Comic novel; campus novel; satire

Point of View

The third person narration follows Jim Dixon's point of view. The narrative describes what Jim thinks and feels, and describes other characters as Jim would see them.


The narrative has an objectively comic tone. The novel focuses on what the various characters are doing or look like, and renders these facts in a mocking way. Jim himself is not free from mockery, but it is self-mockery, and demonstrates Jim's critical attitude toward himself.




A university in the English countryside in the late 1940s or early 1950s


Margaret's cageyness about the details of her suicide attempt; Caton's refusal to give Jim a definite answer about a publication date for Jim's article

Major Conflict

Jim Dixon struggles to convince his boss, Professor Welch, to keep him on at the University. He must also decide whether to stick with Margaret Peel, a colleague who is becoming his girlfriend, or go after Christine Callaghan, the beautiful, high-class girlfriend of Professor Welch's son, Bertrand.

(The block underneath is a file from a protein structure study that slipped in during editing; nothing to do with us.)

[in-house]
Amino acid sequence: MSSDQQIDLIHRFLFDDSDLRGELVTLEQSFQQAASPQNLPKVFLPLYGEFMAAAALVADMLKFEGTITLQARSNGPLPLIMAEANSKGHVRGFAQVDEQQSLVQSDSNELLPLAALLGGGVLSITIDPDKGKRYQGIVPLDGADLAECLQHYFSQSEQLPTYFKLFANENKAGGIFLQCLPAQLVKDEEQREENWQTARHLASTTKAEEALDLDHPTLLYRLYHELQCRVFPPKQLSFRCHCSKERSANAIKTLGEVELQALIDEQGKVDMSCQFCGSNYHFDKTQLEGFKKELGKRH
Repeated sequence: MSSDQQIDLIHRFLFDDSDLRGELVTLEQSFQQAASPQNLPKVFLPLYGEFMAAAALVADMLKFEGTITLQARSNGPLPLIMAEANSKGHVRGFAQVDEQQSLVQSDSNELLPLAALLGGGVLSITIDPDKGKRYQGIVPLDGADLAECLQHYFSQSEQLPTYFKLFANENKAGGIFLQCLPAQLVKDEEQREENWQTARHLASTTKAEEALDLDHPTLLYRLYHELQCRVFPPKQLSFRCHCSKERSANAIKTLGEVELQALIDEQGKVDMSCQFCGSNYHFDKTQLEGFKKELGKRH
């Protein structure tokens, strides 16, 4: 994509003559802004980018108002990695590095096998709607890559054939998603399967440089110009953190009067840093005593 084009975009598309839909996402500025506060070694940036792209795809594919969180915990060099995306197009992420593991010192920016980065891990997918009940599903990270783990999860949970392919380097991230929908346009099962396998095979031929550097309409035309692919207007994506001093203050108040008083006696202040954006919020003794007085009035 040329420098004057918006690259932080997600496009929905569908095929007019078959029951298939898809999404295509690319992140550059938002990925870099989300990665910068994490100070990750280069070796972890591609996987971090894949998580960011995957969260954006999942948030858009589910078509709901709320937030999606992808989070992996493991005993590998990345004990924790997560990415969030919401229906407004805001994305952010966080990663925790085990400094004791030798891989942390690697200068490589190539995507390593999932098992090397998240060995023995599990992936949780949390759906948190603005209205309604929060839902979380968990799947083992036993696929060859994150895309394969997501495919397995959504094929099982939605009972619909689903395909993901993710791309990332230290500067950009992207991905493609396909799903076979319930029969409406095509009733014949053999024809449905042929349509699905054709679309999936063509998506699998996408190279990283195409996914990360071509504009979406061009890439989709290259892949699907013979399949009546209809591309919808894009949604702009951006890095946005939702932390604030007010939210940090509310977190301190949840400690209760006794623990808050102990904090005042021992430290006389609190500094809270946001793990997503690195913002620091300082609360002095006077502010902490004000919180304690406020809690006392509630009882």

Rising Action

Jim Dixon gets himself further entangled with Margaret Peel by making a drunken pass at her and asking her to the Summer Ball; Jim Dixon endangers his job security by accidentally setting fire to his while staying at Welch's house.


Jim Dixon escorts Christine Callaghan home from the Summer Ball; Jim knocks down Bertrand Welch and tells him what he doesn't like about him; Jim gives the College's end of term Lecture drunk and insults several faculty members.

Falling Action

Jim Dixon gets a well-paid job in London with Julius Gore-Urquhart; Jim learns from Margaret's previous companion, Catchpole, that Margaret staged her suicide attempt to get attention, leaving Jim free to pursue Christine Callaghan.